Ah, the F-Bomb. One of my favourite words. Something I couldn’t live without. Something that makes life just…better.
I’m talking about friends. Such lovely word when you’ve got lots of them. But when you’re in a new place, and you don’t know anyone…well it’s a word more likely to be uttered with tears. As in ‘I haven’t got any!’ as you scroll through happy Facebook pics of all your ‘old’ friends. The friends who have been your support system for years, the ones who know what makes you laugh, the ones who listened when things made you cry. These are the friends who share your history…and when they’re suddenly thousands of miles away, it hurts.
And the thing that’s almost as hard as missing all those friends is realising that you’re going to have to make new friends. But when you’re a grown up, and you’ve moved to a new place and you don’t know ANYONE, how exactly do you go about making friends??
When we made our first move, there was a little nagging fear in the back of my mind (squished in with assorted other little and not-so-little nagging fears) – what if I don’t make any friends? It’s a fear I dismissed in my daughters – Of course you’ll make friends! Why wouldn’t people want to be friends with you! – but that hit the nail on the head. I didn’t want to admit it but….what if no-one wanted to be my friend??!
When we got to Bangkok I was in a daze. We had moved mid-way through the school year, and I remember going to a school coffee morning and having no-one to speak to. Everyone was in their little groups chatting, and I hovered on the outskirts of the group, trying to find a way in and failing miserably. It felt like everyone was already in a clique and there was no room for me. This turned out to be untrue, but I didn’t know that at the time. So I stood on my own, forcing myself to smile (with hindsight I probably looked like a simpleton – gripping my plastic coffee cup and grinning away to myself) biting the inside of my cheeks so I wouldn’t cry. ‘I’m a grown woman!’ I kept telling myself (anyone else have to constantly remind themselves that they are an adult??) but nevertheless I wanted the ground to literally swallow me up and deposit me back in England with my besties. They’d have laughed at my stupid grin and made me feel like a normal human being again. I had sent my four-year-old off to school that week with a kiss and advice on making friends – smile at everyone and be kind. I just hoped this was working out better for her than for me…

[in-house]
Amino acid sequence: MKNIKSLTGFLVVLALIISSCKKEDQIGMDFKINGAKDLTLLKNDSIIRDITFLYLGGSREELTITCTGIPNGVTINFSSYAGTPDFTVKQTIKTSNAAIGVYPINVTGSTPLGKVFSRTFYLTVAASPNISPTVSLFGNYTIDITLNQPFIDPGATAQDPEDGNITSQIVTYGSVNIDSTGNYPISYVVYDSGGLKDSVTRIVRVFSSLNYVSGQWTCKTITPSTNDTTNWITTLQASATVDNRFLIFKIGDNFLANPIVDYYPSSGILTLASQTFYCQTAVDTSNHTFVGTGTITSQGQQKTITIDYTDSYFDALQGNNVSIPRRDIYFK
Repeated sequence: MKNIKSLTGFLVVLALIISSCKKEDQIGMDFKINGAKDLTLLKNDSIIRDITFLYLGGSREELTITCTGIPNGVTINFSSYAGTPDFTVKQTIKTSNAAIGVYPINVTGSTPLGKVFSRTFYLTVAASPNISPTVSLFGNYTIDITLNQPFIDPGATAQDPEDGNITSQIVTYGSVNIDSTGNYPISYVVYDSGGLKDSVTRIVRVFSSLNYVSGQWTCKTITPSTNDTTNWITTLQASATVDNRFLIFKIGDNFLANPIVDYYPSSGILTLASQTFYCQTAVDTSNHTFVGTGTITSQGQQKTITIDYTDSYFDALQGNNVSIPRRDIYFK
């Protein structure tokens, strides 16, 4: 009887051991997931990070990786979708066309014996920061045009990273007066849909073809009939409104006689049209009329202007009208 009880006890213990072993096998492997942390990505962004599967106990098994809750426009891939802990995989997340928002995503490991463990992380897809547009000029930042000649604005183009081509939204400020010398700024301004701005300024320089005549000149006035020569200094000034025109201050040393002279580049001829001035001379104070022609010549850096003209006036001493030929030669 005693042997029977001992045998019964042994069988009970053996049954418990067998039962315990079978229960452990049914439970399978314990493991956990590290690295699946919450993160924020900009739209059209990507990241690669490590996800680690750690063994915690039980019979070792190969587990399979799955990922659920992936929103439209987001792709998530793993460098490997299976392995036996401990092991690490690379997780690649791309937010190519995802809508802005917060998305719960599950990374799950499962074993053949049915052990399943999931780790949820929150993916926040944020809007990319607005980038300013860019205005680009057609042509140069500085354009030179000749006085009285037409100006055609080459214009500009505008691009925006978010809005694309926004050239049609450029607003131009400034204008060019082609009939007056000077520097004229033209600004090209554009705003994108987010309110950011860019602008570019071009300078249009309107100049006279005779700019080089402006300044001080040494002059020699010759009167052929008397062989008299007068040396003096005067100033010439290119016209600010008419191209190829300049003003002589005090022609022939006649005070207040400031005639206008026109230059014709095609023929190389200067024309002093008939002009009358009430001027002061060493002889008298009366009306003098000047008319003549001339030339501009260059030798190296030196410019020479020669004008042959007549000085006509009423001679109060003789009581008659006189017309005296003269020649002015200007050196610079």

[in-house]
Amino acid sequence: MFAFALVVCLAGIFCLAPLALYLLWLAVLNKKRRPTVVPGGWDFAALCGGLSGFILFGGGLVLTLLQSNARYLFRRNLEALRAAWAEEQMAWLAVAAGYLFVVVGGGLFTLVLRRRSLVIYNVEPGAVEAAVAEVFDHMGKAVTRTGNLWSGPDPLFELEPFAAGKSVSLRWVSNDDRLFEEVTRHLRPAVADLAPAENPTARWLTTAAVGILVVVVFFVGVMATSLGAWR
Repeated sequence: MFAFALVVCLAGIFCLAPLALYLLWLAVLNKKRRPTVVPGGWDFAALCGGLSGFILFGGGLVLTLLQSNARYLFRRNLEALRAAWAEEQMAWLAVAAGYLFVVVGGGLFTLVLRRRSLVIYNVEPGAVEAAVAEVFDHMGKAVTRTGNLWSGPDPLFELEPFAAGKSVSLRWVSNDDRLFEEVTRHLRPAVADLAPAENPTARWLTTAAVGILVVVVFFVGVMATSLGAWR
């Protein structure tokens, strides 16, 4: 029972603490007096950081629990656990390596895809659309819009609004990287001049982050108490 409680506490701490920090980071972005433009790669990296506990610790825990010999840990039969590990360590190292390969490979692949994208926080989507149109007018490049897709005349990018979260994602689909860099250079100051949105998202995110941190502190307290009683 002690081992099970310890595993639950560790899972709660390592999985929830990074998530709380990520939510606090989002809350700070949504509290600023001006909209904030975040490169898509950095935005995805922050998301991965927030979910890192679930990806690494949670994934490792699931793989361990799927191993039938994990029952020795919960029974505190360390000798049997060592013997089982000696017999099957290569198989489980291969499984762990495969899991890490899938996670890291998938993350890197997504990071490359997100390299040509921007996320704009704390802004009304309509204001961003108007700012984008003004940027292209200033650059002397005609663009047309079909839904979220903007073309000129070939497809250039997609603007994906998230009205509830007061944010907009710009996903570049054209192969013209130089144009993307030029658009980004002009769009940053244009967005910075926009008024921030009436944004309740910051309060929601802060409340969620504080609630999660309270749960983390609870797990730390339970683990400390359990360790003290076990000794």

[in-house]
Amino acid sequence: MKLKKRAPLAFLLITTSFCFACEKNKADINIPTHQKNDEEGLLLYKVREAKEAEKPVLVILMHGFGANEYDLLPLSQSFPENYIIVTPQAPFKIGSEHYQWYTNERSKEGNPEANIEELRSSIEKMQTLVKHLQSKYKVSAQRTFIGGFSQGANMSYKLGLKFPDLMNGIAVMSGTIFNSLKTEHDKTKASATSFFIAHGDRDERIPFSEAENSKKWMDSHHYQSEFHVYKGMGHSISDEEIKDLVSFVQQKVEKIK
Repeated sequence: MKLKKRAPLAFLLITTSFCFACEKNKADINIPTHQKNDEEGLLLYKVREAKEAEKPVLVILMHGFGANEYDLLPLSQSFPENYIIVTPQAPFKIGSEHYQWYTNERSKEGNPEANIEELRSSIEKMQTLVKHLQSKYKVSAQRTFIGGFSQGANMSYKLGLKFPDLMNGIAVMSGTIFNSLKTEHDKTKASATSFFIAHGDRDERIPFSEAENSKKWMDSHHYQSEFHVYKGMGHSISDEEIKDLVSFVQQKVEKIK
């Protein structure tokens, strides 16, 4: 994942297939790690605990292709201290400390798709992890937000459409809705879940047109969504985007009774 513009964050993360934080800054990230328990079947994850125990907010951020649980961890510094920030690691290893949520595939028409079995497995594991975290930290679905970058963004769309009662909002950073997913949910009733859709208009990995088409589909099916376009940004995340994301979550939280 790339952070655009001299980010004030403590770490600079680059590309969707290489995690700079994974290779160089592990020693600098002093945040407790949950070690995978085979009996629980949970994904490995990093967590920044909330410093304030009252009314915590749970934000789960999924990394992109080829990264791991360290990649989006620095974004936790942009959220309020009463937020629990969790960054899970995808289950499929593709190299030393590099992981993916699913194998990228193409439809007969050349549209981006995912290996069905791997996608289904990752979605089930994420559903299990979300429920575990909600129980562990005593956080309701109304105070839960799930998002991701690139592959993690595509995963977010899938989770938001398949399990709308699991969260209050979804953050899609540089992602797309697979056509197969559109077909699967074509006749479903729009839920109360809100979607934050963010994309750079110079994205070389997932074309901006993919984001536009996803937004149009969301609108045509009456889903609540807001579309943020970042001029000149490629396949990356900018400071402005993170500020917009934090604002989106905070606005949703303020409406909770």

It took a while to come out of that daze – because, honestly, in those first couple of weeks, I just didn’t have the energy to make friends. And then, when the jetlag had passed and I felt a bit more normal, I decided that if I wanted to be anything other than miserable, I just had to start saying ‘yes’ to things. Even things I wouldn’t normally do, or things that I didn’t feel entirely comfortable with. Like more coffee mornings…
I started thinking about it like dating. You’ve got to put yourself out there, and be open to people. You have to take some risks.
Making friends as a grown up is not easy, but one way of doing it is to copy your kids. Let your inhibitions go. In Bangkok I met a fellow Brit. She wasn’t in the group of girls that I was already connected to, but she was funny and kind and we had a shared passion for writing. So we met for coffee and in the end I said to her – ‘Shall we decide we’re going to be friends?’ And then I had a moment of panic – it would have been slightly awkward if she’d replied ‘No thanks, you’re just not my type…’ Luckily she didn’t (phew!) and not only was she someone who made me laugh as we navigated life in Bangkok, but she became a true friend, a see-you-through-the-shit-times friend. You know, one of those people you’re always going to be thankful for having had in your life, even if it was only a short time.